Off-field moves, Pirates surprising surge marked intriguing first half
PHOENIX -- It was an interesting first half. Two managers quit. None were fired. Two managers were hired. The average age of them was 74. The heavily-favored Phillies did what they were supposed to do, and the Red Sox pretty much did, too. But surprises abounded, led by none other than the usually pathetic Pirates, who are capturing a city and threatening to post a winning record for the first time since Barry Bonds left town. The Indians are right in the thick of things, too, to nearly everyone's surprise. And the Nationals would be, if they weren't in the same division as the Phillies and Braves.
Here's a rundown of what we witnessed, and some of what's to come...
• The White Sox are fielding calls on Edwin Jackson. In this market he may be the best out there as far as starting pitchers.
• Some teams are waiting and hoping that there's a surprise starter or two on the market. Right now, it's pretty bleak. "There's nothing but No. 4 starters,'' one AL executive noted.
• The relief market looks very strong, with a glut of viable relievers available. One team that is rarely mentioned as having chips, but should actually be a big bullpen seller, is the Blue Jays. They have Jon Rauch, Jason Frasor and Octavio Dotel.
• The Marlins aren't expected to seriously considering trading Ricky Nolasco or Anibal Sanchez -- though they can expect calls. The Marlins want to head into their new stadium next year a viable contender, and couldn't do so without those pitchers.
• Some are wondering whether the Dodgers will trade even if they fall completely out of it. There's speculation that they might not want to hurt the team's sale price with trades. But that seems to be a silly argument. Sure, they should keep Matt Kemp, Andre Ethier and Clayton Kershaw. But a trade of anyone else shouldn't reasonably affect the team's valuation. So they should become sellers eventually -- assuming they don't play their way back into it.
• Indians prospects impressed in Sunday's Futures Game. Infielder Jason Kipnis homered and left-handed pitcher Drew Pomeranz continued to throw well. Rays lefty Matt Moore also looked superb. Bryce Harper, the marquee name, had no hits in four at-bats but demonstrated an über arm, throwing the ball from the warning track to the plate on one hop. Though the throw missed the cutoff man and didn't nail the runner at the plate, it was still something to behold.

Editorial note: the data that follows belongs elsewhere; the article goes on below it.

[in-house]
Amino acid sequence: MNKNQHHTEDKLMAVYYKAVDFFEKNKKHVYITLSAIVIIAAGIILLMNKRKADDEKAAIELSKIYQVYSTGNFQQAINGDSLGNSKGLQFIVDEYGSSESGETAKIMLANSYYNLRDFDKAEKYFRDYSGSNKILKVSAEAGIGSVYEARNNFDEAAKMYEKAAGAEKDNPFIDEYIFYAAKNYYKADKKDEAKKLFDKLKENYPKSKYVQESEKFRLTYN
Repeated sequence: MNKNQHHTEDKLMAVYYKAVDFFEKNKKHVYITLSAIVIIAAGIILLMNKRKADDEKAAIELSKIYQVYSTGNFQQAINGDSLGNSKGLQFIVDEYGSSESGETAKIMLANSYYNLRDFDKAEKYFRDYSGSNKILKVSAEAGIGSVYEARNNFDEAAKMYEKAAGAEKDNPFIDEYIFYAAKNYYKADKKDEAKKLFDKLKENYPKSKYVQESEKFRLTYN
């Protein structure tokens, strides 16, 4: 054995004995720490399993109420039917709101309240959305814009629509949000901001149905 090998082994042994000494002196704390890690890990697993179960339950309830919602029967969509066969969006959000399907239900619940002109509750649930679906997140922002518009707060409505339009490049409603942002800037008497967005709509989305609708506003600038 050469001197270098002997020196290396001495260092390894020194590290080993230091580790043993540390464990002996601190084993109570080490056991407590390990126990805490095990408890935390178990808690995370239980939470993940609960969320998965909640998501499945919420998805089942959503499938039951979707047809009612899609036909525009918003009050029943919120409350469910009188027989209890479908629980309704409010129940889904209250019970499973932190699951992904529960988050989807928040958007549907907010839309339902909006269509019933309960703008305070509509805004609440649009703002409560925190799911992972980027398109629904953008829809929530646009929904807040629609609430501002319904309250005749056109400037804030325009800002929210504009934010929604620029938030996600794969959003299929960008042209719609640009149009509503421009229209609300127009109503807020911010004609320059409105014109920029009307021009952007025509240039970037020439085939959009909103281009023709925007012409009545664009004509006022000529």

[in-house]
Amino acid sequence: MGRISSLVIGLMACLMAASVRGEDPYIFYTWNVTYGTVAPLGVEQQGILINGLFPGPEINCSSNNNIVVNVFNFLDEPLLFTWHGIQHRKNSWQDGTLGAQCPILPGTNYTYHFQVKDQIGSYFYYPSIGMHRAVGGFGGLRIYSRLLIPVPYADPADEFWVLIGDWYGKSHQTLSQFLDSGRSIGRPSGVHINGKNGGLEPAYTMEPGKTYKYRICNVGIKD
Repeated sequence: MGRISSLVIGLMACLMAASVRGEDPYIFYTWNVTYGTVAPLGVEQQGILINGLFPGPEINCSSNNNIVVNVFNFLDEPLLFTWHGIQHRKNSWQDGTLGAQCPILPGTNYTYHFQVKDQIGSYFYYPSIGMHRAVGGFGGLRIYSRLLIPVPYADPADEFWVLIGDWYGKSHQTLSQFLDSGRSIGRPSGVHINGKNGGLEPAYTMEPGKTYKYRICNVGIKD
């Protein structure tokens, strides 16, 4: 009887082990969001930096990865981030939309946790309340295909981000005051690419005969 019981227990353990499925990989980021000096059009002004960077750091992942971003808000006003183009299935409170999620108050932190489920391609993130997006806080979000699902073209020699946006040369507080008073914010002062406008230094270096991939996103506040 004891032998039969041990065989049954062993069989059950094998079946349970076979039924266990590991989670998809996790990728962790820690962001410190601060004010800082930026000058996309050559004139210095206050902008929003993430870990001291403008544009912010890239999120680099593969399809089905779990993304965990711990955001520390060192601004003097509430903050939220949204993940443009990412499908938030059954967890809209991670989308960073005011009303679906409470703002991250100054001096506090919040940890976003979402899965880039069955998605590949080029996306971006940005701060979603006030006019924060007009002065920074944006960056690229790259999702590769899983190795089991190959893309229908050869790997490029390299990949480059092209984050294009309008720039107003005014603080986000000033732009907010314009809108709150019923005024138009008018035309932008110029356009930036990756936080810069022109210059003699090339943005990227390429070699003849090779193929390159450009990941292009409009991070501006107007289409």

• It should come as no surprise that Steve Garvey was fired by the Dodgers. He was taking a paycheck from McCourt (presuming it didn't bounce) while also campaigning to get the team from McCourt one day. Garvey is a pleasant man but ultimately has too much baggage for MLB to seriously consider him. Some have speculated that Mark Attanasio, the Brewers' excellent owner, may jump to own the Dodgers, but sources say that he is happy in Milwaukee. While he lives in Los Angeles, he has family connections in Milwaukee. Ex-super agent Dennis Gilbert is a logical candidate to become Dodgers owner. He is a lifelong Los Angeleno who loves his city, has worked as an executive and agent in baseball, and attends every Dodgers game (you can see him in the front row just to the left of home plate).
• This year's All-Star Game could be subtitled, "The Replacements.'' I half expect Keanu Reeves to show up. Why not? Everyone else is. Many of the game's biggest stars aren't here due to injury, timing, rest or lack of interest. Which puts a bit of a hole in the marketing plan trumpeting the fact that the game counts. We are now up to 84 All-Stars between those originally named and their replacements. Which makes it hard to believe that Tommy Hanson and Dan Haren still haven't made the team. If anyone deserves to be offended, it's them. The real shame is no CC Sabathia, King Felix, Justin Verlander, Alex Rodriguez, Derek Jeter, Ryan Braun, David Price, Jose Reyes and so many other big stars. The rule allowing Sunday starters to skip the game needs to be reconsidered; there's no reason why Sabathia, Verlander and King Felix couldn't pitch an inning. Top MLB people have tried to lure Jeter to come, if only to take a bow and celebrate his 3,000th hit. But it didn't appear that he would. His agent Casey Close said, "I don't think he has any plans to go to AZ,'' by text. That's baseball's loss.